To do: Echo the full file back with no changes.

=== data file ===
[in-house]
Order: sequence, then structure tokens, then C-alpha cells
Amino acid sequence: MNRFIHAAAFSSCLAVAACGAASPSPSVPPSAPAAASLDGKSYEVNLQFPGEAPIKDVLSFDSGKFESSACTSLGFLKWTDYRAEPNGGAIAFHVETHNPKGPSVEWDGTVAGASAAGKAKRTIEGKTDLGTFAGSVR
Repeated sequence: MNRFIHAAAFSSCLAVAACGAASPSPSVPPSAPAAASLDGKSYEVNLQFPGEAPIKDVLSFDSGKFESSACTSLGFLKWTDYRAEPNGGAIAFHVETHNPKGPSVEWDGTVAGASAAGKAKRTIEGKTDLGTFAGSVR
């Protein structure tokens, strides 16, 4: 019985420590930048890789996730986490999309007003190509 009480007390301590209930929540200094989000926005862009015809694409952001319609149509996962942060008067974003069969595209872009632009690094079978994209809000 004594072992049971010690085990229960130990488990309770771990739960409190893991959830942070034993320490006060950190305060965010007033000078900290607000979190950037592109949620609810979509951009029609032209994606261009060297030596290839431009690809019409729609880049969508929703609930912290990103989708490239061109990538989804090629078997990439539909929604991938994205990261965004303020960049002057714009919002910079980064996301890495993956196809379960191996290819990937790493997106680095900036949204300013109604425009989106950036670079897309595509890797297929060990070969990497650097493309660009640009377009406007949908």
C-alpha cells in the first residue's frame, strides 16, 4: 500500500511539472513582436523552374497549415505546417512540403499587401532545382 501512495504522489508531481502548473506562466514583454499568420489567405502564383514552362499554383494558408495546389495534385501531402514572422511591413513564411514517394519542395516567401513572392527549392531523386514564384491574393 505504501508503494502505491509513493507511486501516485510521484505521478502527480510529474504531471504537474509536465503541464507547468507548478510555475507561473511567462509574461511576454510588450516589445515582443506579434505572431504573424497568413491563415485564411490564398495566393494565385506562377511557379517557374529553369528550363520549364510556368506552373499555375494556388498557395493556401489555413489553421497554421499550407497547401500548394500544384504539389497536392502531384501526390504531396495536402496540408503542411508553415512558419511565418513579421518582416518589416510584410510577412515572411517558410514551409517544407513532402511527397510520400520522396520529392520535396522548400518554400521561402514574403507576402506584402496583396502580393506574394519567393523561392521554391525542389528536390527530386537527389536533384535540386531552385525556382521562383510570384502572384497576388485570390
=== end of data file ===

[in-house]
Order: sequence, then structure tokens, then C-alpha cells
Amino acid sequence: MNRFIHAAAFSSCLAVAACGAASPSPSVPPSAPAAASLDGKSYEVNLQFPGEAPIKDVLSFDSGKFESSACTSLGFLKWTDYRAEPNGGAIAFHVETHNPKGPSVEWDGTVAGASAAGKAKRTIEGKTDLGTFAGSVR
Repeated sequence: MNRFIHAAAFSSCLAVAACGAASPSPSVPPSAPAAASLDGKSYEVNLQFPGEAPIKDVLSFDSGKFESSACTSLGFLKWTDYRAEPNGGAIAFHVETHNPKGPSVEWDGTVAGASAAGKAKRTIEGKTDLGTFAGSVR
């Protein structure tokens, strides 16, 4: 019985420590930048890789996730986490999309007003190509 009480007390301590209930929540200094989000926005862009015809694409952001319609149509996962942060008067974003069969595209872009632009690094079978994209809000 004594072992049971010690085990229960130990488990309770771990739960409190893991959830942070034993320490006060950190305060965010007033000078900290607000979190950037592109949620609810979509951009029609032209994606261009060297030596290839431009690809019409729609880049969508929703609930912290990103989708490239061109990538989804090629078997990439539909929604991938994205990261965004303020960049002057714009919002910079980064996301890495993956196809379960191996290819990937790493997106680095900036949204300013109604425009989106950036670079897309595509890797297929060990070969990497650097493309660009640009377009406007949908």
C-alpha cells in the first residue's frame, strides 16, 4: 500500500511539472513582436523552374497549415505546417512540403499587401532545382 501512495504522489508531481502548473506562466514583454499568420489567405502564383514552362499554383494558408495546389495534385501531402514572422511591413513564411514517394519542395516567401513572392527549392531523386514564384491574393 505504501508503494502505491509513493507511486501516485510521484505521478502527480510529474504531471504537474509536465503541464507547468507548478510555475507561473511567462509574461511576454510588450516589445515582443506579434505572431504573424497568413491563415485564411490564398495566393494565385506562377511557379517557374529553369528550363520549364510556368506552373499555375494556388498557395493556401489555413489553421497554421499550407497547401500548394500544384504539389497536392502531384501526390504531396495536402496540408503542411508553415512558419511565418513579421518582416518589416510584410510577412515572411517558410514551409517544407513532402511527397510520400520522396520529392520535396522548400518554400521561402514574403507576402506584402496583396502580393506574394519567393523561392521554391525542389528536390527530386537527389536533384535540386531552385525556382521562383510570384502572384497576388485570390